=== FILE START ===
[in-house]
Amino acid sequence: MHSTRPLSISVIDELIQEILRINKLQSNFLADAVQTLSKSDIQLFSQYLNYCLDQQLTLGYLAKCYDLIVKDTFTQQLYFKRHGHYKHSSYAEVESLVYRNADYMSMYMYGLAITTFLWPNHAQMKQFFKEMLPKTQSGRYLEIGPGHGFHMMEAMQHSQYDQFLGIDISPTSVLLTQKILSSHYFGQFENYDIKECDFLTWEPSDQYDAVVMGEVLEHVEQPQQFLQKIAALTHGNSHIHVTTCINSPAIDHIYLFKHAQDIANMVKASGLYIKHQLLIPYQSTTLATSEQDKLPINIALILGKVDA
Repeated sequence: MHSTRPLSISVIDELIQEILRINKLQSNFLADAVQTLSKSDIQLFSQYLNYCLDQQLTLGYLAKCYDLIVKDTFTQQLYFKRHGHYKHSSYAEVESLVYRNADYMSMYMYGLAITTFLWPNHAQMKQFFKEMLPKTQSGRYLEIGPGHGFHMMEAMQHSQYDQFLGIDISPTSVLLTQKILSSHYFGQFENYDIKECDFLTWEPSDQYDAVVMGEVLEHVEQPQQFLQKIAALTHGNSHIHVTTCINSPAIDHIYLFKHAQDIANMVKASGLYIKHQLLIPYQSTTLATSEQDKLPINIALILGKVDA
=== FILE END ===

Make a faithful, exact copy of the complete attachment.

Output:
[in-house]
Amino acid sequence: MHSTRPLSISVIDELIQEILRINKLQSNFLADAVQTLSKSDIQLFSQYLNYCLDQQLTLGYLAKCYDLIVKDTFTQQLYFKRHGHYKHSSYAEVESLVYRNADYMSMYMYGLAITTFLWPNHAQMKQFFKEMLPKTQSGRYLEIGPGHGFHMMEAMQHSQYDQFLGIDISPTSVLLTQKILSSHYFGQFENYDIKECDFLTWEPSDQYDAVVMGEVLEHVEQPQQFLQKIAALTHGNSHIHVTTCINSPAIDHIYLFKHAQDIANMVKASGLYIKHQLLIPYQSTTLATSEQDKLPINIALILGKVDA
Repeated sequence: MHSTRPLSISVIDELIQEILRINKLQSNFLADAVQTLSKSDIQLFSQYLNYCLDQQLTLGYLAKCYDLIVKDTFTQQLYFKRHGHYKHSSYAEVESLVYRNADYMSMYMYGLAITTFLWPNHAQMKQFFKEMLPKTQSGRYLEIGPGHGFHMMEAMQHSQYDQFLGIDISPTSVLLTQKILSSHYFGQFENYDIKECDFLTWEPSDQYDAVVMGEVLEHVEQPQQFLQKIAALTHGNSHIHVTTCINSPAIDHIYLFKHAQDIANMVKASGLYIKHQLLIPYQSTTLATSEQDKLPINIALILGKVDA